17. 17. 6) Options for flexible experimentation: pilots, pathfinders, incubators, labs. 7) Support for the hinterland: funding to develop ideas via universities, civil society, local authorities and also for “accelerators” that can bring new teams into existence. 8) Investment in diffusion: intense facilitation, databases, personal communication, combined with a sense of shared mission within networks. 9) Markets for outcomes: funding that rewards outcomes rather than rules. 10) Spirit: have people with imaginative flair communicate the importance of innovation. C. How to organize innovation as a process in different stages? D. How to define outputs of innovation e.g. in terms of idea, concept, prototype…? E. How to make decisions regarding progress of an innovation? F. What roles exist for different actors in the innovation process? What competences are required for these roles? The best public innovators are good at empathy and listening to what it is people really want or need. G. How to organize interaction with external stakeholders (open innovation)? H. Specific tools that are explained (list briefly for each tool in what stage, by which role, why, how it is to be used). a) Tool 1:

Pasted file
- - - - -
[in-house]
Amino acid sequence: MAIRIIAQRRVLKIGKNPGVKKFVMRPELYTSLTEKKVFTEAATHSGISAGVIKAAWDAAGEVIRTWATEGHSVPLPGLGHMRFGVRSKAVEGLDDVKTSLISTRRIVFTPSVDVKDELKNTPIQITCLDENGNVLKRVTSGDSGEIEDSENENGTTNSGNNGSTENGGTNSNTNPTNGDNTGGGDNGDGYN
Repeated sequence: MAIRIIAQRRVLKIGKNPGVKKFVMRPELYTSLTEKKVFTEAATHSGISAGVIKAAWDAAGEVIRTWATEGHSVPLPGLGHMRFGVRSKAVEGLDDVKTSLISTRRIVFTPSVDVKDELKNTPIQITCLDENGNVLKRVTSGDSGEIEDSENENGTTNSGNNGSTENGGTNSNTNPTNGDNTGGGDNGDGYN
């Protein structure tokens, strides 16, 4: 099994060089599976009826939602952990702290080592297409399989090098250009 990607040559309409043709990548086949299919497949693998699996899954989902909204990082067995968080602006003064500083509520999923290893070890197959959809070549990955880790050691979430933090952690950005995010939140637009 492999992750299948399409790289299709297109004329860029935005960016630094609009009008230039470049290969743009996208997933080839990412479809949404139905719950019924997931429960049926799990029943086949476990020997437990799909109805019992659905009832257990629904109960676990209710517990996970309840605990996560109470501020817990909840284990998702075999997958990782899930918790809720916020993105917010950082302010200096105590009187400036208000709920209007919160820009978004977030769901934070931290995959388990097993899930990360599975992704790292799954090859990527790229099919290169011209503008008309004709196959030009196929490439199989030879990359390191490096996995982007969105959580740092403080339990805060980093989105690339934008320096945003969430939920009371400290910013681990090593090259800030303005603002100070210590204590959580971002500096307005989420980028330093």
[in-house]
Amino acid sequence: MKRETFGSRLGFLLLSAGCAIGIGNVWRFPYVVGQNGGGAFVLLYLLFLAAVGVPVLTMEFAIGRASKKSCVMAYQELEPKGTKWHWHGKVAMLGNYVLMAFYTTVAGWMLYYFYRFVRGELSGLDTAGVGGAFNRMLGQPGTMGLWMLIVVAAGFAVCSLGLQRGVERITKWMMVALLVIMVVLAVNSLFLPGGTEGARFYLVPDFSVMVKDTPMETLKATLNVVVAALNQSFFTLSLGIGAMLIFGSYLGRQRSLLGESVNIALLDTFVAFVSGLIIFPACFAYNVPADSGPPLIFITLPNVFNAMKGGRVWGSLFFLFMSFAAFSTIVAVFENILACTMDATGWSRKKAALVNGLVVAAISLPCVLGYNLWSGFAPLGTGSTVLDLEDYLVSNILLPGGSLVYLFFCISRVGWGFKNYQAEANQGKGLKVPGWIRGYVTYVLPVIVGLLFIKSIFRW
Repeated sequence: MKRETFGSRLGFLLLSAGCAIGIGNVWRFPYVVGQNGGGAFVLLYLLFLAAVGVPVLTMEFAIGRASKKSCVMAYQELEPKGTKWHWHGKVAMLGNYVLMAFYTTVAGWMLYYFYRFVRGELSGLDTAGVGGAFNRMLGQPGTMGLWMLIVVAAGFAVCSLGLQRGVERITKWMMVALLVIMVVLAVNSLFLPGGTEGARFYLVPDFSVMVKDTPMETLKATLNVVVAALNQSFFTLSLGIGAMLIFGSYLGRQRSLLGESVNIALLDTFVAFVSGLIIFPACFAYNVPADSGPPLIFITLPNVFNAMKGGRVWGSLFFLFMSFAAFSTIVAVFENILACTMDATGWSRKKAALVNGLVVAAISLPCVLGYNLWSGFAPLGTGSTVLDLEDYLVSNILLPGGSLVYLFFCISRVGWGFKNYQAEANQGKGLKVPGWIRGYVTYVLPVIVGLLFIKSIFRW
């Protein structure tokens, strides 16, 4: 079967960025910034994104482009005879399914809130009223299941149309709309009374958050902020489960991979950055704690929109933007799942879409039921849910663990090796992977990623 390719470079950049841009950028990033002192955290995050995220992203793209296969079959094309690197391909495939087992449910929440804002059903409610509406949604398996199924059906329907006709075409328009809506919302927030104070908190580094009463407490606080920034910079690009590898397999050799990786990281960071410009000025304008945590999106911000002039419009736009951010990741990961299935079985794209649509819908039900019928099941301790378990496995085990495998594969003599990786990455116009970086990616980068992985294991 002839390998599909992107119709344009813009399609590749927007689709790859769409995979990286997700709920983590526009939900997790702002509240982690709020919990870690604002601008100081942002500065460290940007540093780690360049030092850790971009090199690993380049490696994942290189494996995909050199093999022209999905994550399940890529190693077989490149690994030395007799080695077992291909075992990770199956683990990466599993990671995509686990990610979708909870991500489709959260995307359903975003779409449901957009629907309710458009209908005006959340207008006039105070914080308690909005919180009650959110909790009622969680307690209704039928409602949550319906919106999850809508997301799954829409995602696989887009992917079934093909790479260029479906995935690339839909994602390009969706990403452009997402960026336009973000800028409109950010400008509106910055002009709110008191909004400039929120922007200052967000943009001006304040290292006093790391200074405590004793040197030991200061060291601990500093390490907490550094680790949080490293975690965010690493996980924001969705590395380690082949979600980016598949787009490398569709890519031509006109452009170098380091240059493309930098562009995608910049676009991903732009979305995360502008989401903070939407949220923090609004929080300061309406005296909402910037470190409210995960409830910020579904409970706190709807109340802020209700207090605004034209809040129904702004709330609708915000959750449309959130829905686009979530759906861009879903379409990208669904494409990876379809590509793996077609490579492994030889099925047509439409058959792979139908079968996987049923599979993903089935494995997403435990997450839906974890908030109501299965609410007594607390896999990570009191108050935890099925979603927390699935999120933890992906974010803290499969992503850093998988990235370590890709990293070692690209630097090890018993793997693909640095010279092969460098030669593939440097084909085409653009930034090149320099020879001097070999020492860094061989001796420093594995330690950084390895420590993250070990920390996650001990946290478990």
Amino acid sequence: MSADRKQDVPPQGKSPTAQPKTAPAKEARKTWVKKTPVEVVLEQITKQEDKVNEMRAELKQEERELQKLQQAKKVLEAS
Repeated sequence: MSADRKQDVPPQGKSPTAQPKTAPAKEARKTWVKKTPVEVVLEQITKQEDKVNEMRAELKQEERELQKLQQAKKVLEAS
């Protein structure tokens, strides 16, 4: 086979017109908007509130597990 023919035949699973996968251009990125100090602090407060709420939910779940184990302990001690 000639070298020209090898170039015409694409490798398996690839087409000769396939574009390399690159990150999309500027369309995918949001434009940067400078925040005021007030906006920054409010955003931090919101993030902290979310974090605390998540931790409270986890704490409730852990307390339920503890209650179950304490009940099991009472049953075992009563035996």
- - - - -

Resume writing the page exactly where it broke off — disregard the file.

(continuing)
18. 18. ESF project 4895: Meer werk maken van innovatie voor werkgelegenheid en arbeidsmarkt ANALYSIS FICHE OF LITERATURE TITLE OF LITERATURE: The challenge of sustaining innovation in the public sector AUTHOR : D. Scott-Kemmis TYPE OF AUTHOR (academic, consultants, practitioners, other): consultant COMMISSIONER OF LITERATURE (IF APPROPRIATE): Australian Government ORIENTATION OF LITERATURE (check with X): • innovation in general: • innovation by / within the public sector: X • innovation oriented towards citizens: • innovation oriented towards social and employment issues typically dealt with by ESF: LESSONS LEARNT REGARDING: A. How to define innovation e.g. in types 1) New vs improved services 2) Process: change in how something is produced 3) Administrative: new poilciy instruments 4) System: new organisations or patterns of cooperation and interaction 5) Conceptual: change in the outlook of actors by using new concepts 6) Radical: changes of belief systems Or 1) Product versus service 2) Technological: new technologies 3) Process: improve quality and efficienct 4) Organizational: new forms of organizing, managing and working 5) Conceptual: new concepts, frameworks, paradigms 6) Institutional: transformation of relations between actors in society. Is it not so clear how to label specific innovations. A caution is that different kinds of innovation may need different ways of promoting them.